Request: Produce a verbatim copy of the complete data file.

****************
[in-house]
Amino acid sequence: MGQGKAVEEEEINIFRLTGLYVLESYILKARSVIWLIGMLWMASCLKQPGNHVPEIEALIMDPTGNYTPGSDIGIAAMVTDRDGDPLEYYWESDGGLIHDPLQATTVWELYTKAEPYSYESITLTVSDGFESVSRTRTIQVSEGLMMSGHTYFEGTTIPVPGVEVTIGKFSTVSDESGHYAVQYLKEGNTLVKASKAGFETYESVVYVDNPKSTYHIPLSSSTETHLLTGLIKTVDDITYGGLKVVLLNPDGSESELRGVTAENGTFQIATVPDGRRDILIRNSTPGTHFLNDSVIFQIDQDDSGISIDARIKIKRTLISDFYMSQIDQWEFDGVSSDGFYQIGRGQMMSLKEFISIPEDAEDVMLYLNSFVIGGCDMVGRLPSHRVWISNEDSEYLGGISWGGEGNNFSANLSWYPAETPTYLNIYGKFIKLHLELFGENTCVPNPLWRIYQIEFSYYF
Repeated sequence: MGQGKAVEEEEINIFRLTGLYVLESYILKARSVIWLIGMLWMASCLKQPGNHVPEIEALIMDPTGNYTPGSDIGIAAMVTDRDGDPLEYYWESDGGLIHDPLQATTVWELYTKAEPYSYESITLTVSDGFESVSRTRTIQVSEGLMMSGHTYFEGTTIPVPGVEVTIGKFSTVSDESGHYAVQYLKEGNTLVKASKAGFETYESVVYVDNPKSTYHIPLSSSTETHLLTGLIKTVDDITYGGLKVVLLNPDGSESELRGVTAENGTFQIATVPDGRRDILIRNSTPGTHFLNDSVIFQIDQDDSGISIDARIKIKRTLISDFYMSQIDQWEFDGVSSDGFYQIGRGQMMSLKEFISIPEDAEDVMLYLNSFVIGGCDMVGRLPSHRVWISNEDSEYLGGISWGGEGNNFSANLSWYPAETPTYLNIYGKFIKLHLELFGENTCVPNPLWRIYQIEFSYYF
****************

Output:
[in-house]
Amino acid sequence: MGQGKAVEEEEINIFRLTGLYVLESYILKARSVIWLIGMLWMASCLKQPGNHVPEIEALIMDPTGNYTPGSDIGIAAMVTDRDGDPLEYYWESDGGLIHDPLQATTVWELYTKAEPYSYESITLTVSDGFESVSRTRTIQVSEGLMMSGHTYFEGTTIPVPGVEVTIGKFSTVSDESGHYAVQYLKEGNTLVKASKAGFETYESVVYVDNPKSTYHIPLSSSTETHLLTGLIKTVDDITYGGLKVVLLNPDGSESELRGVTAENGTFQIATVPDGRRDILIRNSTPGTHFLNDSVIFQIDQDDSGISIDARIKIKRTLISDFYMSQIDQWEFDGVSSDGFYQIGRGQMMSLKEFISIPEDAEDVMLYLNSFVIGGCDMVGRLPSHRVWISNEDSEYLGGISWGGEGNNFSANLSWYPAETPTYLNIYGKFIKLHLELFGENTCVPNPLWRIYQIEFSYYF
Repeated sequence: MGQGKAVEEEEINIFRLTGLYVLESYILKARSVIWLIGMLWMASCLKQPGNHVPEIEALIMDPTGNYTPGSDIGIAAMVTDRDGDPLEYYWESDGGLIHDPLQATTVWELYTKAEPYSYESITLTVSDGFESVSRTRTIQVSEGLMMSGHTYFEGTTIPVPGVEVTIGKFSTVSDESGHYAVQYLKEGNTLVKASKAGFETYESVVYVDNPKSTYHIPLSSSTETHLLTGLIKTVDDITYGGLKVVLLNPDGSESELRGVTAENGTFQIATVPDGRRDILIRNSTPGTHFLNDSVIFQIDQDDSGISIDARIKIKRTLISDFYMSQIDQWEFDGVSSDGFYQIGRGQMMSLKEFISIPEDAEDVMLYLNSFVIGGCDMVGRLPSHRVWISNEDSEYLGGISWGGEGNNFSANLSWYPAETPTYLNIYGKFIKLHLELFGENTCVPNPLWRIYQIEFSYYF